...yet some wider perspective is important in considering the future of the second chamber. It is important to remember that many peers do much good work painstakingly picking through the legislation that is sent up by their professional colleagues in the Commons. When they come across something wrong-headed or dangerous, they send it back. And most of them perform this service for no salary. The lords have certainly proved their worth as a revising chamber in recent years. Last year, the House rejected the Government's legislative plans to detain domestic terrorist suspects for 42 days without charge. In 2005, the law lords ruled that the Government's internment of foreign terror suspects was incompatible with the European Convention on Human Rights.
The argument for completing the reforms set in train a decade ago is strong. At least a proportion of peers should be made democratically accountable to the electorate, but a wholly elected chamber would be a mistake. The last thing we want is another chamber of professional politicians. It is worth asking whether the House of Lords would have proved such a stubborn check on the Commons over the years if it had been full of individuals keen to secure party funds for re-election? It is unfashionable to speak of non-partisan public service in the present cynical era, but there is still a place for it.
See - amazingly level headed for a paper that pays the wages of such pond life as Johann Hari and the Ghastly Ghastly Robert Fisk.
I also (shame! shame!) agree with Craig Brown, er I mean Simon Heffer, when he says that the instruments exist to resolve this issue - the attainder laws (unless the Reptile dips into his considerable store of legalknowledge and corrects me) would be perfect for the task of removing their lordships styles and privileges.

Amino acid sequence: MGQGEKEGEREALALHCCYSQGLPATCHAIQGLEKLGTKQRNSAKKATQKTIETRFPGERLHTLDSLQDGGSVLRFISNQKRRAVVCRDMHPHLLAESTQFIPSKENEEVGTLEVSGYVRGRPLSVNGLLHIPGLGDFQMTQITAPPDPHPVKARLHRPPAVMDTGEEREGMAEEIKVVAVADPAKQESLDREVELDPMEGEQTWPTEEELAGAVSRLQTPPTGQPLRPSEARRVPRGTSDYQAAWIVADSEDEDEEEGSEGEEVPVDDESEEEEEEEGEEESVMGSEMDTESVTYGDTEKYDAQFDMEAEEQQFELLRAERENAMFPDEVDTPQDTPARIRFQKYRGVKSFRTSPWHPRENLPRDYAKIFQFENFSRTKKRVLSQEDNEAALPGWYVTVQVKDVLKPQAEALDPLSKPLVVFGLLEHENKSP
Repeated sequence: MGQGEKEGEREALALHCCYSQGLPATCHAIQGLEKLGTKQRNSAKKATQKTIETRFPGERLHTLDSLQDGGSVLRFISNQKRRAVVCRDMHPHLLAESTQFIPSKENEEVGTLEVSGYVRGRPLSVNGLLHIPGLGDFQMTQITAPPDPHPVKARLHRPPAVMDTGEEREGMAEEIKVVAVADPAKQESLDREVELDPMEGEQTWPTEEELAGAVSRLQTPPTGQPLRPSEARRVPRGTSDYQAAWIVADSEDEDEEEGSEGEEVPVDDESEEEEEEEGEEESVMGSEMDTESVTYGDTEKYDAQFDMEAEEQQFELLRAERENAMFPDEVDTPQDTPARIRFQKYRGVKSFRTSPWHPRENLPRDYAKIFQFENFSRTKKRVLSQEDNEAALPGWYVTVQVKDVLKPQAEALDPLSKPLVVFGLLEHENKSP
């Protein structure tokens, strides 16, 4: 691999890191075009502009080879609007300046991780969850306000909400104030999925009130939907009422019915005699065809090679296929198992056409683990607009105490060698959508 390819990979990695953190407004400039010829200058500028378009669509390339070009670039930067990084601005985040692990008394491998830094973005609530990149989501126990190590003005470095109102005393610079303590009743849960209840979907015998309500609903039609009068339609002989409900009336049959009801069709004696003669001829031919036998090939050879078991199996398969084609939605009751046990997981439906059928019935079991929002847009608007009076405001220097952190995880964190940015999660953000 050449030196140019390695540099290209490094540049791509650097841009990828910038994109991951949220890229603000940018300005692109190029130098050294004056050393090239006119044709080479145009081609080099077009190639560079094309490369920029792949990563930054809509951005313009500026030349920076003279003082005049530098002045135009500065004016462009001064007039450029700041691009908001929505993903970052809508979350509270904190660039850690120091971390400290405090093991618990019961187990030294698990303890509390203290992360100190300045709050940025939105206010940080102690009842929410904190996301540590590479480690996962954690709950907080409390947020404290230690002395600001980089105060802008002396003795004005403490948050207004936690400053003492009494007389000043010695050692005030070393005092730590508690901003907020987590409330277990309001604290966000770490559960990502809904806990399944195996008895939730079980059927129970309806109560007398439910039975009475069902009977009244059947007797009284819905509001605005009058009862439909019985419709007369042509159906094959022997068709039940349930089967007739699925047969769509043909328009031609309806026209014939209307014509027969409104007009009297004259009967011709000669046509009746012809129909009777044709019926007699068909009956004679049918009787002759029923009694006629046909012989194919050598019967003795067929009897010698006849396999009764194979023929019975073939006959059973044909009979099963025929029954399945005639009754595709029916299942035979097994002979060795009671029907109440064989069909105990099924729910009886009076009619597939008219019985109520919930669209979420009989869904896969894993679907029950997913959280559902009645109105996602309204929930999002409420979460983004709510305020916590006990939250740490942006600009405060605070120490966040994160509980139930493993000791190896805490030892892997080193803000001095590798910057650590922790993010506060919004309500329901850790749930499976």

They lack a little what-not though - personally I believe that we ought to mug up on how Lord Cochrane was stripped of the styles of the garter including the snapping of spurs and the casting down of his coat of arms and I think he was chucked down the stairs of St Georges Chapel in Windsor (or maybe his personal standard was or something).
And whilst we are about it, why stop with the chaps in trouble now? 10 gets you 1 that in any labour appointment since, ohhh, ever, the peer will be grasping, have achieved little or nothing of note, fail to appreciate the position of the house and especially if appointed since about 1996 will have their position having either bought it, been bought off by it or given it for services to the worst administration since, well, Wilson. Let's have 'em all out.

Better policies for a Greater Britain and I offer 'em up free an' gratis as part of my campaign to go Back to the Future.

Tuesday, January 27, 2009

Back to the Future 2

This picture (thanks Guido) illustrates the general thrust of my recent comments: all the money that paid for New Labours ideas, policies and initiatives has gone.

In fact, actually, it never really existed.
Time to have an election, throw the Bums out - and go back to the future